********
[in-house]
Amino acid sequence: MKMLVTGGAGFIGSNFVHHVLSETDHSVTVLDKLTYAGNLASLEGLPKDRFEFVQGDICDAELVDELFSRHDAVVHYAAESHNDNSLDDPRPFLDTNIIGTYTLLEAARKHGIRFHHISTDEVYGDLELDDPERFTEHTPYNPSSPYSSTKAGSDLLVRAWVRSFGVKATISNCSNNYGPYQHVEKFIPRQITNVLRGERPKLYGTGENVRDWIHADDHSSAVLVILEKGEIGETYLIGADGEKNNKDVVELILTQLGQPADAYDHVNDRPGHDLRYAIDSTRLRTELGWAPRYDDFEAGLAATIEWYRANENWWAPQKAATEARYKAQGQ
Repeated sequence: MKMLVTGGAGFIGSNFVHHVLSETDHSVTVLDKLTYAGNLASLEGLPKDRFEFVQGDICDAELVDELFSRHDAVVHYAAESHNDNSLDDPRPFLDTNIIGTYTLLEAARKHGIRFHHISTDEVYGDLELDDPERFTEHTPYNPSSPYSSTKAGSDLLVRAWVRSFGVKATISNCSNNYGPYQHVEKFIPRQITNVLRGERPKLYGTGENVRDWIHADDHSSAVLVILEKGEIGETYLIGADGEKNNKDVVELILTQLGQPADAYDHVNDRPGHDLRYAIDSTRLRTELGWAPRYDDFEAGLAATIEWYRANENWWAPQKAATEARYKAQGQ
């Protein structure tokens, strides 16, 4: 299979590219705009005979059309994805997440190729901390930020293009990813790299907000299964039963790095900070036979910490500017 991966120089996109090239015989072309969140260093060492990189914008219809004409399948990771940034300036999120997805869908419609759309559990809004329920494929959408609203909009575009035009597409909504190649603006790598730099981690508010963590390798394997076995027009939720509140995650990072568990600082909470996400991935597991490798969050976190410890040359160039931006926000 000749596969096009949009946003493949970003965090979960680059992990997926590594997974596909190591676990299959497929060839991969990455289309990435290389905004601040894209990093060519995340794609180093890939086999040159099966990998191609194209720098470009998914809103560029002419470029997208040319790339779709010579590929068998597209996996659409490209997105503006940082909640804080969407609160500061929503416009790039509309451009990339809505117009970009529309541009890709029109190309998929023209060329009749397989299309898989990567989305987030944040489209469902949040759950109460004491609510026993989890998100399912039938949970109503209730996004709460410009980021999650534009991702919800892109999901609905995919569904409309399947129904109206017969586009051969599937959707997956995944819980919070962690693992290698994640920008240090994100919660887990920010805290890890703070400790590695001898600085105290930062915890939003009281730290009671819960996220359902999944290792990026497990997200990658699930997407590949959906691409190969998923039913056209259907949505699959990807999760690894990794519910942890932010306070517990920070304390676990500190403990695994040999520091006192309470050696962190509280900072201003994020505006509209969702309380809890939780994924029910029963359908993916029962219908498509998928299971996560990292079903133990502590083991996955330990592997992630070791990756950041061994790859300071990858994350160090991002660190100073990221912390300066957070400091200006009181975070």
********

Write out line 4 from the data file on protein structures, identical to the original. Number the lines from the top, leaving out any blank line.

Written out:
């Protein structure tokens, strides 16, 4: 299979590219705009005979059309994805997440190729901390930020293009990813790299907000299964039963790095900070036979910490500017 991966120089996109090239015989072309969140260093060492990189914008219809004409399948990771940034300036999120997805869908419609759309559990809004329920494929959408609203909009575009035009597409909504190649603006790598730099981690508010963590390798394997076995027009939720509140995650990072568990600082909470996400991935597991490798969050976190410890040359160039931006926000 000749596969096009949009946003493949970003965090979960680059992990997926590594997974596909190591676990299959497929060839991969990455289309990435290389905004601040894209990093060519995340794609180093890939086999040159099966990998191609194209720098470009998914809103560029002419470029997208040319790339779709010579590929068998597209996996659409490209997105503006940082909640804080969407609160500061929503416009790039509309451009990339809505117009970009529309541009890709029109190309998929023209060329009749397989299309898989990567989305987030944040489209469902949040759950109460004491609510026993989890998100399912039938949970109503209730996004709460410009980021999650534009991702919800892109999901609905995919569904409309399947129904109206017969586009051969599937959707997956995944819980919070962690693992290698994640920008240090994100919660887990920010805290890890703070400790590695001898600085105290930062915890939003009281730290009671819960996220359902999944290792990026497990997200990658699930997407590949959906691409190969998923039913056209259907949505699959990807999760690894990794519910942890932010306070517990920070304390676990500190403990695994040999520091006192309470050696962190509280900072201003994020505006509209969702309380809890939780994924029910029963359908993916029962219908498509998928299971996560990292079903133990502590083991996955330990592997992630070791990756950041061994790859300071990858994350160090991002660190100073990221912390300066957070400091200006009181975070």